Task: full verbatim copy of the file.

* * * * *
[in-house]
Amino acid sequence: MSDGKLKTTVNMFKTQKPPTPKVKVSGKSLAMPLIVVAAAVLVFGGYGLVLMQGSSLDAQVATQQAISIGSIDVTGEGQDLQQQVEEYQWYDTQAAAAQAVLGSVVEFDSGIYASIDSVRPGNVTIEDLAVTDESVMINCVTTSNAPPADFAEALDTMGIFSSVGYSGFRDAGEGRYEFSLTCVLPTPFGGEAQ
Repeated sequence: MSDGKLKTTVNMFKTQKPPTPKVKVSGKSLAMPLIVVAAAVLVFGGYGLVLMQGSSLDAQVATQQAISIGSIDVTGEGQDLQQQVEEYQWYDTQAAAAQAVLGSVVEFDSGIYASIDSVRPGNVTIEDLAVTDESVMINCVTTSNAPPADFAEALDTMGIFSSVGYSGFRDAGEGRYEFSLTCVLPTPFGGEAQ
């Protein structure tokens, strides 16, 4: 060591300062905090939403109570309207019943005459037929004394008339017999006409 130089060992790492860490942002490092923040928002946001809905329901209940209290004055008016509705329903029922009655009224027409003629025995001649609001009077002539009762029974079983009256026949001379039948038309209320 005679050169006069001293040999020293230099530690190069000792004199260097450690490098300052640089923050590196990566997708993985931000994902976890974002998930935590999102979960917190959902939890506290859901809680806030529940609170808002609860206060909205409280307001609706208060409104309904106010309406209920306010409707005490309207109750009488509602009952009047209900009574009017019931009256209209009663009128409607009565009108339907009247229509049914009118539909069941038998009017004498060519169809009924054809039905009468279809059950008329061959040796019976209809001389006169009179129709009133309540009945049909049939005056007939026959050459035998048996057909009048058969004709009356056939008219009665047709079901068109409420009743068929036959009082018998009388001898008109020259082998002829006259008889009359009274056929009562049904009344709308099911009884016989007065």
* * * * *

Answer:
[in-house]
Amino acid sequence: MSDGKLKTTVNMFKTQKPPTPKVKVSGKSLAMPLIVVAAAVLVFGGYGLVLMQGSSLDAQVATQQAISIGSIDVTGEGQDLQQQVEEYQWYDTQAAAAQAVLGSVVEFDSGIYASIDSVRPGNVTIEDLAVTDESVMINCVTTSNAPPADFAEALDTMGIFSSVGYSGFRDAGEGRYEFSLTCVLPTPFGGEAQ
Repeated sequence: MSDGKLKTTVNMFKTQKPPTPKVKVSGKSLAMPLIVVAAAVLVFGGYGLVLMQGSSLDAQVATQQAISIGSIDVTGEGQDLQQQVEEYQWYDTQAAAAQAVLGSVVEFDSGIYASIDSVRPGNVTIEDLAVTDESVMINCVTTSNAPPADFAEALDTMGIFSSVGYSGFRDAGEGRYEFSLTCVLPTPFGGEAQ
């Protein structure tokens, strides 16, 4: 060591300062905090939403109570309207019943005459037929004394008339017999006409 130089060992790492860490942002490092923040928002946001809905329901209940209290004055008016509705329903029922009655009224027409003629025995001649609001009077002539009762029974079983009256026949001379039948038309209320 005679050169006069001293040999020293230099530690190069000792004199260097450690490098300052640089923050590196990566997708993985931000994902976890974002998930935590999102979960917190959902939890506290859901809680806030529940609170808002609860206060909205409280307001609706208060409104309904106010309406209920306010409707005490309207109750009488509602009952009047209900009574009017019931009256209209009663009128409607009565009108339907009247229509049914009118539909069941038998009017004498060519169809009924054809039905009468279809059950008329061959040796019976209809001389006169009179129709009133309540009945049909049939005056007939026959050459035998048996057909009048058969004709009356056939008219009665047709079901068109409420009743068929036959009082018998009388001898008109020259082998002829006259008889009359009274056929009562049904009344709308099911009884016989007065």